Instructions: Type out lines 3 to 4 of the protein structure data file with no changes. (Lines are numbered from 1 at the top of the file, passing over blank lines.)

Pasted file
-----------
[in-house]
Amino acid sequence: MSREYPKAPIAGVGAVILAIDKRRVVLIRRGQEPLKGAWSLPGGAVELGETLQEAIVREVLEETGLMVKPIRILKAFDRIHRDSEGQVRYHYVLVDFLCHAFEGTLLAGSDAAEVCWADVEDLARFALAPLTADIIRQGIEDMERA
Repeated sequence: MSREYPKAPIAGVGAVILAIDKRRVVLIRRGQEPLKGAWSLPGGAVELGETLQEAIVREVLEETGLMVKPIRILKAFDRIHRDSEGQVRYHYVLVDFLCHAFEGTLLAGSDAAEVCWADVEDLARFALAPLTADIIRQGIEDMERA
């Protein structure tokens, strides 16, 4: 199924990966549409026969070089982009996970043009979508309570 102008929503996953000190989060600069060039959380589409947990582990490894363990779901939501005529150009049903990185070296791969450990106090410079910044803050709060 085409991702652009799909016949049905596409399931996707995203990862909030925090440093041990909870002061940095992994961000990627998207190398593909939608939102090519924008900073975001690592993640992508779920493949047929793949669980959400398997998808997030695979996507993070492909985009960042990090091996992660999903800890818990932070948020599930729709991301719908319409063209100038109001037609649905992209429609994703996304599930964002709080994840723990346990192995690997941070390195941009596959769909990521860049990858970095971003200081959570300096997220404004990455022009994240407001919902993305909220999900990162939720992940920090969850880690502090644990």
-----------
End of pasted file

Repeated sequence: MSREYPKAPIAGVGAVILAIDKRRVVLIRRGQEPLKGAWSLPGGAVELGETLQEAIVREVLEETGLMVKPIRILKAFDRIHRDSEGQVRYHYVLVDFLCHAFEGTLLAGSDAAEVCWADVEDLARFALAPLTADIIRQGIEDMERA
């Protein structure tokens, strides 16, 4: 199924990966549409026969070089982009996970043009979508309570 102008929503996953000190989060600069060039959380589409947990582990490894363990779901939501005529150009049903990185070296791969450990106090410079910044803050709060 085409991702652009799909016949049905596409399931996707995203990862909030925090440093041990909870002061940095992994961000990627998207190398593909939608939102090519924008900073975001690592993640992508779920493949047929793949669980959400398997998808997030695979996507993070492909985009960042990090091996992660999903800890818990932070948020599930729709991301719908319409063209100038109001037609649905992209429609994703996304599930964002709080994840723990346990192995690997941070390195941009596959769909990521860049990858970095971003200081959570300096997220404004990455022009994240407001919902993305909220999900990162939720992940920090969850880690502090644990």